OpenStack: Small Pond, but the Big Fish Love It
BARCELONA -- OpenStack Summit -- OpenStack is strategically deployed by some big businesses, but it's just a specialty niche compared with public cloud giants like Amazon Web Services and Microsoft.
Among the companies with strategic OpenStack deployments presenting at the conference here are Banco Santander, Sky UK, Walmart, Deutsche Telekom and AT&T.
Start with Banco Santander. The €10.9 billion Spanish banking and financial services company, which does business in Europe, the US, Latin America, Singapore, Hong Kong and Africa, has more than 1,000 nodes running OpenStack, said Juan Antonio de la Fuente, cloud engineering director for Produban. Produban is Santander's IT organization; Banco Santander is an operating unit of Santander. De la Fuente spoke at the conference keynote Tuesday.
The bank takes a "cloud first" strategy for deploying applications, favoring hybrid clouds and open source, de La Fuente said.
At Sky UK, OpenStack is part of the company's "software defined data center" strategy to achieve reduced cost, increased speed of delivery and greater flexibility for multiple business units and product teams, Matt Smith, infrastructure design manager for Sky UK, said.
Sky UK has OpenStack deployed in two data centers and four availability zones, with more than 400 users, hundreds of apps, 7,000 cores and 400 TB of Ceph storage. Applications supported include its SkyQ Ultra HD set-top box, which provides automated updating for reduced maintenance costs; as well as concert ticket sales, and a video on demand portal to transfer video assets internally between the UK, Germany, Italy and external sources like Sony and Paramount. The company also provides enterprise monitoring, video streaming analysis, developer tools and more, based on OpenStack.
T-Systems, the IT business unit for Deutsche Telekom AG (NYSE: DT), doesn't build hardware or even create a lot of software for its size, Jörn Kellerman , senior vice president for IT operations, said at the keynote Tuesday. What DT does is integrate. So it's important for DT to have technology that's open, innovative and uses standards.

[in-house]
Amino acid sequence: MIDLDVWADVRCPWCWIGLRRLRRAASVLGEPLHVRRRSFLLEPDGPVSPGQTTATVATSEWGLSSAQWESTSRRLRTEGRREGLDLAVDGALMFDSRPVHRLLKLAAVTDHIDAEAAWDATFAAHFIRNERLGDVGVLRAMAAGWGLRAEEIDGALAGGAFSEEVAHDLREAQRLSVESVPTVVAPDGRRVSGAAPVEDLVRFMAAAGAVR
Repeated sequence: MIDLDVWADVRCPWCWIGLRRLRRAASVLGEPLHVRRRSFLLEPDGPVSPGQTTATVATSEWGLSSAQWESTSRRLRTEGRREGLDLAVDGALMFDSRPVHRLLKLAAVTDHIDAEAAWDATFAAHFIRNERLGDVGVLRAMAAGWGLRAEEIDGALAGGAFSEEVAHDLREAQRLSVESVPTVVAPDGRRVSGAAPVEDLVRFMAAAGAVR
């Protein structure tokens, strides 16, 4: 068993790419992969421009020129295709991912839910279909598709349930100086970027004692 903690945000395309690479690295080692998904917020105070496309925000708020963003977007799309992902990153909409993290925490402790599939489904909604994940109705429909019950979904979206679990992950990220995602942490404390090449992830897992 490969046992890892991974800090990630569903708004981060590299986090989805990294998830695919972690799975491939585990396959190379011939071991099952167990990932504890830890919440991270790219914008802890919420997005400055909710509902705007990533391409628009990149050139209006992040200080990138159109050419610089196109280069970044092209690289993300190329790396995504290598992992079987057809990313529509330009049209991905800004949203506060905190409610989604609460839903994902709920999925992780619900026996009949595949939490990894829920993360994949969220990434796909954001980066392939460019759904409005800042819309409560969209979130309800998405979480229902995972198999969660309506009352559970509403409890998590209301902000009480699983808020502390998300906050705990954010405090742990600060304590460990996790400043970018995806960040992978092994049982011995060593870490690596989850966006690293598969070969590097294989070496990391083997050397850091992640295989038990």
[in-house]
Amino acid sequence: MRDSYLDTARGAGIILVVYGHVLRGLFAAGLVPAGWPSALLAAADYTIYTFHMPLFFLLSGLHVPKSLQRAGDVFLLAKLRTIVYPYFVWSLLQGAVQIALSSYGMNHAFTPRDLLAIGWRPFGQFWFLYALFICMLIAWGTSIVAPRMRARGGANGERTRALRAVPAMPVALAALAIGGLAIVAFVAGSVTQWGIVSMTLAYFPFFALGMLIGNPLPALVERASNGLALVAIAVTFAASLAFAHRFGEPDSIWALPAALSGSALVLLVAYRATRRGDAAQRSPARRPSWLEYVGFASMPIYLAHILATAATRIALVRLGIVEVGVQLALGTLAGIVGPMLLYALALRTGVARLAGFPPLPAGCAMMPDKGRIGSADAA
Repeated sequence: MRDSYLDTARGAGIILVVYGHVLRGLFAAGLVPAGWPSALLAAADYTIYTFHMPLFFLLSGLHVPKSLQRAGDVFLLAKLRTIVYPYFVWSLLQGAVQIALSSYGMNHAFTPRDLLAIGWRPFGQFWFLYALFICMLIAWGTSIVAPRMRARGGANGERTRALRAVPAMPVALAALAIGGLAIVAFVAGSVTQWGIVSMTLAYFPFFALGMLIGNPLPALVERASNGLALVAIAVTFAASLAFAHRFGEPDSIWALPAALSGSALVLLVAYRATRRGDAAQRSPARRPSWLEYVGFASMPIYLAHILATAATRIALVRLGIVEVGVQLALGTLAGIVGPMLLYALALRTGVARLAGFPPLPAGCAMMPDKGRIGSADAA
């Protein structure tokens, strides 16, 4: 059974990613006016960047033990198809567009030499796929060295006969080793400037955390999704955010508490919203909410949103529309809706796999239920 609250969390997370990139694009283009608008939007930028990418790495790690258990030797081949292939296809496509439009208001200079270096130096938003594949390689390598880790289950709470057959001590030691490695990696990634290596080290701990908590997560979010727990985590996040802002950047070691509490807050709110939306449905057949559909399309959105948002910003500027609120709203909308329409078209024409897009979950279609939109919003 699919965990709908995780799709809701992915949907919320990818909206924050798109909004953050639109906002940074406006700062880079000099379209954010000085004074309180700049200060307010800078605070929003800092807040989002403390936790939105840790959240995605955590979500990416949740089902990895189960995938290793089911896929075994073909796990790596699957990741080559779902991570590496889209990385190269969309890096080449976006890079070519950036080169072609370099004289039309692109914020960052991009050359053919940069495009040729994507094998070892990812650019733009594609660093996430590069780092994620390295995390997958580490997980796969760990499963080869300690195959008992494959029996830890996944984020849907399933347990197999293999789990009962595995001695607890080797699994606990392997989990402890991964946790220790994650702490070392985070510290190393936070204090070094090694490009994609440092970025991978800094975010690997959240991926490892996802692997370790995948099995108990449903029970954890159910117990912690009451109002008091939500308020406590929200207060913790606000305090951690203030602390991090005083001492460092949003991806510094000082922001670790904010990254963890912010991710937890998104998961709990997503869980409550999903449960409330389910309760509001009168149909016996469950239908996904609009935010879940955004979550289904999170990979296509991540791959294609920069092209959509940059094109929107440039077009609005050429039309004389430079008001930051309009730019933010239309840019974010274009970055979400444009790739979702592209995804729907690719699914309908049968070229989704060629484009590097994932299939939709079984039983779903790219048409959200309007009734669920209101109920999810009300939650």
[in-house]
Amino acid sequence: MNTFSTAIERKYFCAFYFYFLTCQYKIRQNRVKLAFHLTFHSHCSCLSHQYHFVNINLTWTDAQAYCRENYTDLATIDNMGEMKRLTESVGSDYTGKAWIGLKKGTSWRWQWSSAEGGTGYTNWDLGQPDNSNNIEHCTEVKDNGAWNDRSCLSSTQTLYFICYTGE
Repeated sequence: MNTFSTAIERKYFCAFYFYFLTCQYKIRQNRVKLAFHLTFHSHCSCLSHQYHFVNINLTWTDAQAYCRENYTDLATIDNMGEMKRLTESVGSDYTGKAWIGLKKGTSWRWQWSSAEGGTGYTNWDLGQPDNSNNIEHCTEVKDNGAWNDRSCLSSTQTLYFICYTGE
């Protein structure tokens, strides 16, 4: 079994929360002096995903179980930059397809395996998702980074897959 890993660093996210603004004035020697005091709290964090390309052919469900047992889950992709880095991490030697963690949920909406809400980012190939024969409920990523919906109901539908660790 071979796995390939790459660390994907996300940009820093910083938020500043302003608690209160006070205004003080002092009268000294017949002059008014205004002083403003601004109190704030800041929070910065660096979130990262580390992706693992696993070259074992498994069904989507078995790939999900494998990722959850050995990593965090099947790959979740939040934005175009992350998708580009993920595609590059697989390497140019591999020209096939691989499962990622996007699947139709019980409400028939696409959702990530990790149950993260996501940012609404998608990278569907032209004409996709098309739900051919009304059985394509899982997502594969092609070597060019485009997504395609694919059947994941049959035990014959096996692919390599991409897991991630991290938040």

DT is using OpenStack on its public cloud, SaaS hosting and for internal tests and workloads.
And there's more: Walmart spoke later in the day Tuesday, and said the entirety of its ecommerce platform runs on OpenStack. We'll have more about how Walmart is using OpenStack later this week. (See Walmart Puts Cloud Platform in Open Source.)
AT&T is on the agenda this week several times, and has spoken prominently at past OpenStack conferences. (See AT&T: OpenStack Needs Central Leadership , It's OpenStack or Vendor Lock-In, Says AT&T and AT&T Rallies Carriers Around OpenStack.)
OpenStack is being used in research initiatives to explore inside atoms and is planned for a new telescope that will peer across the galaxy. (See OpenStack Goes Inside Atoms, Across Galaxy.)
The work being done by OpenStack's existing enterprise, research and service provider adopters is impressive. But OpenStack has light years to go before catching up with proprietary pubic clouds.
The public cloud options are just plain bigger, and will stay that way for years. Revenue from OpenStack business models will exceed $5 billion by 2020 and grow at 35% CAGR, according to a study by 451 Research, released Monday. (See OpenStack Gains Ground in Enterprise.)
By comparison, Amazon Web Services Inc. revenue was $9.9 billion for the 12 months trailing June 30 of this year. And Microsoft's Intelligent Cloud revenue, which includes Azure, was $6.4 billion in the quarter ending Sept. 30, with Azure revenue growing 116% year-over-year. (See Amazon Kisses $10B Annual Cloud Revenue and Cloud Lifts Microsoft Stock to Record Height .)
451 Research believes OpenStack will succeed in private cloud and providing orchestration between public cloud and on-premises and hosted OpenStack. While "organizations across most vertical sectors" run mission-critical workloads on OpenStack, it's generally used for test and dev environments, web hosting and pilot projects, 451 Research said.
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— Mitch Wagner, , Editor, Light Reading Enterprise Cloud